A group of Microsoft researchers has crunched the numbers and believes that players of the Pokemon Go mobile game have not only become more active, they may also end up with a slightly longer life expectancy.
In Brief: Pokemon Go
To quickly explain: Pokemon Go is a mobile game that was extremely popular during the summer. Players would move around to real-world locations and use their phone’s camera to find and capture various virtual creatures.
How the Study Worked
In order for the study to be carried out, the Microsoft team needed to know lifestyle and physical activity data for people who played and did not play Pokemon Go. They accomplished this through the power of Big Data.
Microsoft measured physical activity in the form of steps taken, which is information they obtained from wearable trackers like the Microsoft Band as well as various other health and fitness trackers. Pokemon Go players were identified by their search history on Bing. If a person made what were deemed Pokemon Go-related search queries, they were considered a player and the number of such queries was also recorded. Step data was taken from up to 30 days before the first Pokemon Go query and was tracked for up to a month afterwards.
The data suggests that, prior to playing, Pokemon Go users took a fewer number of daily steps compared to the control group. Once they started playing the game, however, this changed. Players moved at least an extra 194 steps per day once they started, and this number only went up as they became more engaged. Players who made 10 or more Pokemon Go searches, for example, saw an average daily step increase of 1479 (26% increase). The lifestyle improvements were even seen among obese or overweight individuals. Those who were categorized as “highly engaged” (10+ searches) were also about three times as likely to meet official activity guidelines once they began playing.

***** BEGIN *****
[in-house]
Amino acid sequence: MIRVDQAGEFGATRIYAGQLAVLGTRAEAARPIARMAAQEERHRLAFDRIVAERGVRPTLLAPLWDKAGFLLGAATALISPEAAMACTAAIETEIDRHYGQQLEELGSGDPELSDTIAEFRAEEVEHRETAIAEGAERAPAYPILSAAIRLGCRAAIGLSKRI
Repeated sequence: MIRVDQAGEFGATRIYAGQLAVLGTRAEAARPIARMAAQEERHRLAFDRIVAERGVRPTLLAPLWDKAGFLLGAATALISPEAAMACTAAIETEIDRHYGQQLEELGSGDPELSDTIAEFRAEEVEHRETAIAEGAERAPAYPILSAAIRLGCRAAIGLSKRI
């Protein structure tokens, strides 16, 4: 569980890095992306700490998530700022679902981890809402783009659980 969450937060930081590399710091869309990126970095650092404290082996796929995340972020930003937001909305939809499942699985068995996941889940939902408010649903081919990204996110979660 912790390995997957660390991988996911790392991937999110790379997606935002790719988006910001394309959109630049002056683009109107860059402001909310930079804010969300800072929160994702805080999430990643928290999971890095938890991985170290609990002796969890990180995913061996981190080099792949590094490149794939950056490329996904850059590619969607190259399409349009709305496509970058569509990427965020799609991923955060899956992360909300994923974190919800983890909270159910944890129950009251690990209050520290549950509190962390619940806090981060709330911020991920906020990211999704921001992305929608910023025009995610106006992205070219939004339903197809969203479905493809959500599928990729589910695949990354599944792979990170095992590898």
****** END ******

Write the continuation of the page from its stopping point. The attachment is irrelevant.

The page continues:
Collectively, the Microsoft researchers calculated that Pokemon Go added a total of 144 billion steps to American activity. For context, this is the equivalent of 2,724 strolls around the globe or 143 round-trips to the moon. Fitbit only wishes it could have that kind of result.
Where Does the Longer Lifespan Come In?
The whole deal about Pokemon Go leading to a longer life has to do with a study from 2015 that suggested walking an extra 1,000 steps per day could extend a person’s life expectancy by 41.4 days. The implication, then, is that the most engaged Pokemon Go players may end up living longer if they are able to maintain their physical activity gains.
Whether or not this ends up happening (winter is coming and Pokemon Go’s player base has dropped somewhat since its launch period), the Microsoft study still provides useful information. For instance, it definitely proves that mobile games can help spur activity and that Pokemon Go, in particular, managed to get more than a few people to dramatically improve their walking habits—at least in the short term.
Althoff, T., et. al., “Influence of POkemon Go on Physical Activity: Study and Implications,” ArXiv, 2016; arXiv:1610.02085v1.
Dwyer, T., et. al., “Objectively Measured Daily Steps and Subsequent Long Term All-Cause Mortality: The Tasped Prospective Cohort Study,” PLOS One, 2015; http://dx.doi.org/10.1371/journal.pone.0141274.
“CNN: Pokemon Go users may have a longer life expectancy,” Local SYR web site, October 11, 2016; http://www.localsyr.com/news/cnn-pokemon-go-users-may-have-a-longer-life-expectancy, last accessed October 14, 2016.